The water in your teacup is one part of the finite quantity of water we have on Earth. This water changes form, but it is never replenished. The water in your teacup is the same water that flowed in the blood of dinosaurs, and it is the same water from a primordial sea, which may have nursed the first living cells on Earth.
Our natural environment is full of structured patterns, which swing between states order and disorder. Living organisms have the ability to organize. We order elements, arrange cells into complex patterns, build societies and construct rituals.
Just as the circle of your teacup echoes the shape of the cells in your body, it also mirrors the shape of this pale blue dot that we inhabit. Somewhere in the space between order and entropy, is the everyday existence that we know – our work, hobbies, families, and all the interpersonal relationships that we facilitate over a cup of tea.
Taking its cues from the Japanese tea ceremony, Tea Seas follows a ritualistic process of repetition and restraint in order to explore this precarious human existence.
Tea Seas will be exhibited at the Studio Kura Gallery on 28 and 29 March 2015.
It is nearly the end of February and I am now half way through my artist residency at Studio Kura in Itoshima, Japan. It has been an interesting and experience so far, and has pushed the boundaries my artistic comfort zone. I have set myself the challenge of working with a new set of materials – powdered pigments and rice paper. Having quizzed the very helpful but non-English speaking staff at the art supplies store, I now have a set of instructions, mostly in the form of drawings, for how to mix and use the pigments.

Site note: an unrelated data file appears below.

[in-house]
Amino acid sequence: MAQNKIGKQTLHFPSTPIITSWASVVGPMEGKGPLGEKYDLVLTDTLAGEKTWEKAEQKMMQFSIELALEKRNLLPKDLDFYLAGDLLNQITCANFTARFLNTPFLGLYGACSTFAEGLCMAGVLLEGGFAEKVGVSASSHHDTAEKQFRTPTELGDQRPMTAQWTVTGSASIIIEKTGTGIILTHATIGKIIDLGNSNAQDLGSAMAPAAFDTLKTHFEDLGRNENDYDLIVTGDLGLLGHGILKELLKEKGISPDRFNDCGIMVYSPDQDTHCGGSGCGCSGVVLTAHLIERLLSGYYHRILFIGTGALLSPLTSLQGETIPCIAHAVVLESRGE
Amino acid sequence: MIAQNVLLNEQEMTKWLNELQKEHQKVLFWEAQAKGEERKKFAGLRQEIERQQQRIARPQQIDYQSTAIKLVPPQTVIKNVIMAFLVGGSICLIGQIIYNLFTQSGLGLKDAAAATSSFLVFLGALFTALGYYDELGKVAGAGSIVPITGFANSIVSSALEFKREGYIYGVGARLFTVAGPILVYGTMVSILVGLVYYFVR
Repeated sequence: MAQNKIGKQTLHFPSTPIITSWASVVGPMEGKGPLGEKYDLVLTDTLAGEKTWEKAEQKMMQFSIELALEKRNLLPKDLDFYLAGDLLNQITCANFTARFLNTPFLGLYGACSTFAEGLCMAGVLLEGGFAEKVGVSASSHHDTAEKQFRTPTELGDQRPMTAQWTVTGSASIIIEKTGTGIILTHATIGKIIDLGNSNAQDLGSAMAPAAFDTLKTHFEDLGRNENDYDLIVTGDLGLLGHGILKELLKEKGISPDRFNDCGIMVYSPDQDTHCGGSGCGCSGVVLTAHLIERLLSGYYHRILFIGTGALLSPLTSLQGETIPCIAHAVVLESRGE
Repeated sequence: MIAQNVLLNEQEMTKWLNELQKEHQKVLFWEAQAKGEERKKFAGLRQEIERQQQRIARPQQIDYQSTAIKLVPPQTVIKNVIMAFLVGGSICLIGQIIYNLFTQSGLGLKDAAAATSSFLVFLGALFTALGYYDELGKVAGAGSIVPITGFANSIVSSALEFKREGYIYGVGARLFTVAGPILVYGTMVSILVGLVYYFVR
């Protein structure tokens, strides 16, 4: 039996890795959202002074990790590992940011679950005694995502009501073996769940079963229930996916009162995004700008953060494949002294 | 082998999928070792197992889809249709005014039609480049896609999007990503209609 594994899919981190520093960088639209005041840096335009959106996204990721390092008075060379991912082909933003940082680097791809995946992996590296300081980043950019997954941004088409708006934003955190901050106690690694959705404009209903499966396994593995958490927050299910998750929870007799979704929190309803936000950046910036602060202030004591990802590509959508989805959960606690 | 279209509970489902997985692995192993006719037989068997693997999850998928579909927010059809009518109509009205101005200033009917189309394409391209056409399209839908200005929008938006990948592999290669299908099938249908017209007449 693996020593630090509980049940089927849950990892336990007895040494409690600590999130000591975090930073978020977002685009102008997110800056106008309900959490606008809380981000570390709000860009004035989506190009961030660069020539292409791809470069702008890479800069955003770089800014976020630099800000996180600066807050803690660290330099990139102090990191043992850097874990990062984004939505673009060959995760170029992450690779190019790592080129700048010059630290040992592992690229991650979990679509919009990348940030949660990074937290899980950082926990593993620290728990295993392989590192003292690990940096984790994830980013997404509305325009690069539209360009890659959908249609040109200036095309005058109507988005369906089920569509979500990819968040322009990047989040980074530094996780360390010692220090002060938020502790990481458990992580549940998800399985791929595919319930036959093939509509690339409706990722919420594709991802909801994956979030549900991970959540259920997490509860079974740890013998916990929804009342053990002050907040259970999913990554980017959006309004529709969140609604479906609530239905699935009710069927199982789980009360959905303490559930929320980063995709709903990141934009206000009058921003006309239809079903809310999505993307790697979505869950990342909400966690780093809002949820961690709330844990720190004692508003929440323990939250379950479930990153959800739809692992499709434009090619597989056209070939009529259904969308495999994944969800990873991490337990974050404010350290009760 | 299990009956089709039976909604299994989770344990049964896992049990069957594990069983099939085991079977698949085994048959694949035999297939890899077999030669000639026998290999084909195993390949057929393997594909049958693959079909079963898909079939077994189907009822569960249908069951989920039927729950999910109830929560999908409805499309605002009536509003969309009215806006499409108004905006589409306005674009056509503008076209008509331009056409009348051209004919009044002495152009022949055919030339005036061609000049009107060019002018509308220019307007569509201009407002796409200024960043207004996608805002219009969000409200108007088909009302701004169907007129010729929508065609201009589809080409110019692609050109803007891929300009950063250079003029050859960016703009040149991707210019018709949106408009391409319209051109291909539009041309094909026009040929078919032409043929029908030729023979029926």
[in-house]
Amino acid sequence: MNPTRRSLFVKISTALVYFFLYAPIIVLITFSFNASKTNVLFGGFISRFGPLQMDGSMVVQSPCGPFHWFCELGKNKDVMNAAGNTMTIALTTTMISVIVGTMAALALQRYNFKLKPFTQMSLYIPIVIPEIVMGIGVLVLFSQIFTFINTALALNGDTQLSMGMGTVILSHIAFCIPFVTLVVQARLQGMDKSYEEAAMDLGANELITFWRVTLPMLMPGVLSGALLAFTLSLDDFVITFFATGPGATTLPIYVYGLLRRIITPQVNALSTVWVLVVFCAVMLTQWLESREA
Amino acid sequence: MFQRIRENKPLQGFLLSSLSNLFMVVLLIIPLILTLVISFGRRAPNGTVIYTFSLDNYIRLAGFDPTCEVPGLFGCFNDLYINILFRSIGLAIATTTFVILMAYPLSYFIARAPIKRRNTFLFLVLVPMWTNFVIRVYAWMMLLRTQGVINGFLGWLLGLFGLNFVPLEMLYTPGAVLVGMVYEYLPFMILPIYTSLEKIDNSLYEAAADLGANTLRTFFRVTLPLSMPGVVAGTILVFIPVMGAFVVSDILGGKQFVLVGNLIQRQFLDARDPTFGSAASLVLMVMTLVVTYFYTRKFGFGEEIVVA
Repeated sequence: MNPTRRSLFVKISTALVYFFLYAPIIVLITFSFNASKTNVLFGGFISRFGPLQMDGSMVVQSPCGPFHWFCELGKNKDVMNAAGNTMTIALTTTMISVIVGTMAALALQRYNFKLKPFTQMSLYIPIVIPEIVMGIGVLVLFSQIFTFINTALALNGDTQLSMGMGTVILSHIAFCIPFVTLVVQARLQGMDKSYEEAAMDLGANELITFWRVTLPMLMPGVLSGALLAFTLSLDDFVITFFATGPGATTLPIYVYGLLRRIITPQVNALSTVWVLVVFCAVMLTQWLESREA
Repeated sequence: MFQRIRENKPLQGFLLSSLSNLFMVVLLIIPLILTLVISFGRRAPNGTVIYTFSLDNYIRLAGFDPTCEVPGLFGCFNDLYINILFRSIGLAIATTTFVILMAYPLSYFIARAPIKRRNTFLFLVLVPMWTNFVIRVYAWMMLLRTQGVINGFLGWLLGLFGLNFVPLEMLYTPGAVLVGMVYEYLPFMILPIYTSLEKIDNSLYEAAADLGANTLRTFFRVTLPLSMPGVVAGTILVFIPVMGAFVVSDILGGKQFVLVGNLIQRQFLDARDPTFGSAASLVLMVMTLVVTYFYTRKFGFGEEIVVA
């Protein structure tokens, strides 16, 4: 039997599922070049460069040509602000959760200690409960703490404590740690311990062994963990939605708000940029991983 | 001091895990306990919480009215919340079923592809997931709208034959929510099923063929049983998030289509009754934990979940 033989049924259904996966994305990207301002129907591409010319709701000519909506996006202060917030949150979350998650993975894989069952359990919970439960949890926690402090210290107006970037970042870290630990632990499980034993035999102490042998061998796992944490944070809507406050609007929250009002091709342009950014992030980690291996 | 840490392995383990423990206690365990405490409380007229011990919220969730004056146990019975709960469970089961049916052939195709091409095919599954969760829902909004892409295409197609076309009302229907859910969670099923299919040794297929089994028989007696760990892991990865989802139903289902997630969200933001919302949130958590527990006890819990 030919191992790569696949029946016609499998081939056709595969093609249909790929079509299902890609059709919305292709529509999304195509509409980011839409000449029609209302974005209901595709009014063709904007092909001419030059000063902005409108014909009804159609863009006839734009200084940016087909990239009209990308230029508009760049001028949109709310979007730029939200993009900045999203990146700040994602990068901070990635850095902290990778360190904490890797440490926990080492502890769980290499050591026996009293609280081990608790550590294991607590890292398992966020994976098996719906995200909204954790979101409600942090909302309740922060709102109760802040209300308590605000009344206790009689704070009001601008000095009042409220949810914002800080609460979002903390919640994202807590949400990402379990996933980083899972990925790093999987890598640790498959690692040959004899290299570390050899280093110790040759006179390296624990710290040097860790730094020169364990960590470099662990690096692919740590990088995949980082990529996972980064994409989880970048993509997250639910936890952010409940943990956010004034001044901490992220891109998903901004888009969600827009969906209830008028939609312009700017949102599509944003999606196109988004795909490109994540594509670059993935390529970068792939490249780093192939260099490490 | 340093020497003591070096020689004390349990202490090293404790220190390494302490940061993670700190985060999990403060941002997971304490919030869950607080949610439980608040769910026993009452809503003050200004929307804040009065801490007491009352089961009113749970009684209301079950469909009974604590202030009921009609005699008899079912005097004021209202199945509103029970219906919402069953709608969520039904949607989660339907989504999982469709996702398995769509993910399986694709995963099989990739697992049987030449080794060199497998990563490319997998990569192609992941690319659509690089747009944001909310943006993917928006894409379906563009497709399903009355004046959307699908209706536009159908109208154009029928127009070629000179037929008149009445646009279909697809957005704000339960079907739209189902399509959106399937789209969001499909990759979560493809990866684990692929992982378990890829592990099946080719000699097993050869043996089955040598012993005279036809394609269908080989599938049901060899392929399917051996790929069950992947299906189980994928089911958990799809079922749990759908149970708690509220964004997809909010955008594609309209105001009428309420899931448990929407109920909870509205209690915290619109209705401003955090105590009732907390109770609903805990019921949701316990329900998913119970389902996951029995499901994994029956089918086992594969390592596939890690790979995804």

I am living in a traditional Japanese house, which seems to be built entirely from wood and paper. It does not hold the heat at all, and I often have to open all the doors and windows to let in the warmer-than-inside winter air. The residency is in a semi-rural area, surrounded by farms, forests and ocean. I have taken up weekly Japanese language classes in town, but am making painfully slow progress!
During the two months of my residency, I am exploring the theme of tea. Japan is renown through out the world for its tea culture, and as an avid tea drinker myself, I just had to come and find out more about what tea means to people in contemporary Japan.
I see tea as a very human beverage. It embodies society, community, hospitality and ritual – social elements that are key to our human existence. Tea is a way to connect with people and open conversations on a domestic scale, but tea can also present a connection to the human existence on far a greater stage.
The water in your cup of tea is just one part of the finite quantity of water we have on Earth. This water changes form, but it is never replenished. The water in your teacup is the same water that that flowed in the blood of dinosaurs, and it is the same water from a primordial sea, which may have nursed the first living cells on Earth. If this water could remember, it would remember all of humanity from the earliest living cells to the complex, tea drinking, societies that we have today.
My work from the residency program will be exhibited in the Studio’s gallery, housed in a converted, one hundred year old rice silo, in late March. I’ll keep you posted with the details!